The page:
Facebook and Instagram Might Free the Nipple
Internet Culture

Facebook and Instagram Might Free the Nipple

Over a decade since #FreeTheNipple took over the world (and the internet), we're now one step closer to freedom of expression on Facebook and Instagram. Meta's oversight board has called for the company to overhaul their ban on images of bare-chested women.

Prior to this, Facebook's rules state that photos of nipples are only acceptable "in the context of breastfeeding, birth giving and after-birth moments, health (for example, post-mastectomy, breast cancer awareness, or gender reassignment surgery), or an act of protest." As for Instagram, they only allow "photos of post-mastectomy scarring and women actively breastfeeding are allowed." Nudity in paintings and sculptures is okay too.

In a decision made on January 17, the oversight board reexamined Meta's nudity policies following the decision to remove two Instagram posts featuring trans and non-binary people with bare chests. Their removal was overturned and the board recommended that Meta changes their Adult Nudity and Sexual Activity Community Standard to "respect international human rights standards."

The original posts reportedly showed a transgender and non-binary couple bare-chested with their nipples covered. The captions discussed transgender healthcare and said that one of them will be undergoing top surgery. Due to the fundraising link and the depiction of breasts, Meta removed the posts for violating its Sexual Solicitation Community Standard.

Among the key findings in the oversight board's investigation, they found that the rules are "based on a binary view of gender and a distinction between male and female bodies. Such an approach makes it unclear how the rules apply to intersex, non-binary and transgender people, and requires reviewers to make rapid and subjective assessments of sex and gender, which is not practical when moderating content at scale." Likewise, the exceptions made for breastfeeding, health and protest was called "convoluted and poorly defined." The automated system used for Meta's content moderation sometimes flags things that do not violate the nudity terms.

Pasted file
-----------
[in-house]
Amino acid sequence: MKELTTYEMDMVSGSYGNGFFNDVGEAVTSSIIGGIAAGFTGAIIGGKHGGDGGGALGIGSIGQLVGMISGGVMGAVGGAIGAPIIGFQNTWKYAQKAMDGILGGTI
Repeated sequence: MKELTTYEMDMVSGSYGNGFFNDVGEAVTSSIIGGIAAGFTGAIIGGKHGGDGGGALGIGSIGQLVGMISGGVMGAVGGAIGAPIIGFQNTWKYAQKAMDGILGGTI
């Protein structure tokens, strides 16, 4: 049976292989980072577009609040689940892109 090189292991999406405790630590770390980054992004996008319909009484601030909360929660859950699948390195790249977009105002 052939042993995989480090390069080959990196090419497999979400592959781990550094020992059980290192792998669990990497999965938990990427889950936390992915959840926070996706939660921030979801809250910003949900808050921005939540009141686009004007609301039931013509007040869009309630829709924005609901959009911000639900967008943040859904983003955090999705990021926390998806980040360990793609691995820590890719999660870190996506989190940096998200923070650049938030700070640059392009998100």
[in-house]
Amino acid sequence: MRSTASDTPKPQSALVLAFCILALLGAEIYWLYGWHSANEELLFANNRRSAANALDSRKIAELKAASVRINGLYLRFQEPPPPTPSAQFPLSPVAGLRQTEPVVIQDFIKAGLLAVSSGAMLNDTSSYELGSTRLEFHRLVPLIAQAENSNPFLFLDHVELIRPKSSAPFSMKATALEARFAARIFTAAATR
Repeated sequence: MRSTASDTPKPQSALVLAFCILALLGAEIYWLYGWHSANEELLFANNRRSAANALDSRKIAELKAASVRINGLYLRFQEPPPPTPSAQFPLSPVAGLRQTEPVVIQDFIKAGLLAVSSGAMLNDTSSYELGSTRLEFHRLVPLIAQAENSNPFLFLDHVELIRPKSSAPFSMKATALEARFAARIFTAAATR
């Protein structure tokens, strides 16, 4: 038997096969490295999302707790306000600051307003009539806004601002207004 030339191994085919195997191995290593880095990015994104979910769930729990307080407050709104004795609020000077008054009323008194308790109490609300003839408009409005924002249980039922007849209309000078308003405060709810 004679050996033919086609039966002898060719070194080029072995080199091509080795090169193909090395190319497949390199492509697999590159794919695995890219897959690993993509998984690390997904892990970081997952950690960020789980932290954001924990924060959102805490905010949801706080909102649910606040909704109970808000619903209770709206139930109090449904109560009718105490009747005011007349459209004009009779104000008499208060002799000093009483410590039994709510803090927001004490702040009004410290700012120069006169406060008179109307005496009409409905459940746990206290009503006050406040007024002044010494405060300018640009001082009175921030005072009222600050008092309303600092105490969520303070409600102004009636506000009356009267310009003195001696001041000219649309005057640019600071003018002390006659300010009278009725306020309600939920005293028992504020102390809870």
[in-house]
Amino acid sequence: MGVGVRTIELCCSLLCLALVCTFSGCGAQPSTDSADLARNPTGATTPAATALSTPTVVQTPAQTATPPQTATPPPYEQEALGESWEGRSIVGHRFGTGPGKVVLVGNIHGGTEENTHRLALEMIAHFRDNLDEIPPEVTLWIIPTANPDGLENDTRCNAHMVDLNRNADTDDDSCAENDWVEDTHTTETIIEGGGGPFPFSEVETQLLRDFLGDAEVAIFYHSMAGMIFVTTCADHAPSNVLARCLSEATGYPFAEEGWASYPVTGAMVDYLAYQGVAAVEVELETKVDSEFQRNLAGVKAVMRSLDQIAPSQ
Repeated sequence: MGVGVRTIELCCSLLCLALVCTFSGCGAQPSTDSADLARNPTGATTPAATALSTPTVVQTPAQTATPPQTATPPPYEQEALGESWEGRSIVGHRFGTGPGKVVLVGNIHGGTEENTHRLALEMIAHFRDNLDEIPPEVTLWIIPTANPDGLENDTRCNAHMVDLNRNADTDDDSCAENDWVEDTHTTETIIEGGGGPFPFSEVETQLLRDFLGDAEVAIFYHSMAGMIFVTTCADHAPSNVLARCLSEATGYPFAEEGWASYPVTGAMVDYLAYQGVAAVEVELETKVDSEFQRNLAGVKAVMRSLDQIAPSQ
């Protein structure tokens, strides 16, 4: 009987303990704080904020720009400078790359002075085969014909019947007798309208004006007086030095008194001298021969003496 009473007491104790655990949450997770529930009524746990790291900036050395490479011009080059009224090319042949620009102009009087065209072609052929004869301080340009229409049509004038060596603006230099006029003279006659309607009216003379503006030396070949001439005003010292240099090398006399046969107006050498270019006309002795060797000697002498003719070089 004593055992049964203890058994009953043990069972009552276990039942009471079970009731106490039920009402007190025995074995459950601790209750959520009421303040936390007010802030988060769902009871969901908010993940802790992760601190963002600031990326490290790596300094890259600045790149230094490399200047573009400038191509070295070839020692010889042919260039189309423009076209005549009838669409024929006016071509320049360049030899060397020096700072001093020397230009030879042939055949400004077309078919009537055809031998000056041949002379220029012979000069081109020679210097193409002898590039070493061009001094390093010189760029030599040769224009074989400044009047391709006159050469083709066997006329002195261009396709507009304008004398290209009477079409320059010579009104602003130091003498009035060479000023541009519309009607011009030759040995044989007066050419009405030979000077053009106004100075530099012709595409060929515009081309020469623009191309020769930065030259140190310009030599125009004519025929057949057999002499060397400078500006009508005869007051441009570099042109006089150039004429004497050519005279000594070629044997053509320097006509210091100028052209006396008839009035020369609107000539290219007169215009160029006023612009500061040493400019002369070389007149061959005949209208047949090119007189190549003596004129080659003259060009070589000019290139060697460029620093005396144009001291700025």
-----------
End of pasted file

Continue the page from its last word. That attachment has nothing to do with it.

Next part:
The oversight board also acknowledges the impacts that the ban has for people from cultures that traditionally go bare-chested as well as LGBTQ+ individuals.

Among the recommendations made to Meta, the board asks for a clearer criteria for its community standards on nudity so that everyone is treated fairly and without discrimination of gender and sex. It was also recommended that the Sexual Solicitation Community Standard be made clearer and educate moderators to reduce reinforcement errors.

Los Angeles-based artist Micol Hebron went viral for creating stickers of male nipples for female Instagram users to stick over their nipples, thereby deeming their photos as within community guidelines. In an interview with The Guardian, Hebron recalled visiting Meta headquarters to discuss the company's stance on nipples. "During that meeting, we learned that there were no transgender people on the content moderation policy team, and I also observed that there were no gender-neutral bathrooms there,” Hebron said. “To me, that was all I needed to know to understand the conversation of gender and inclusivity was not being had at Meta."

Meta has 60 days to respond to the oversight board's recommendations.

You still have to cover the goodies, but thankfully it seems that it won't be like that much longer.

Photo courtesy of Alexandra Popova/Shutterstock

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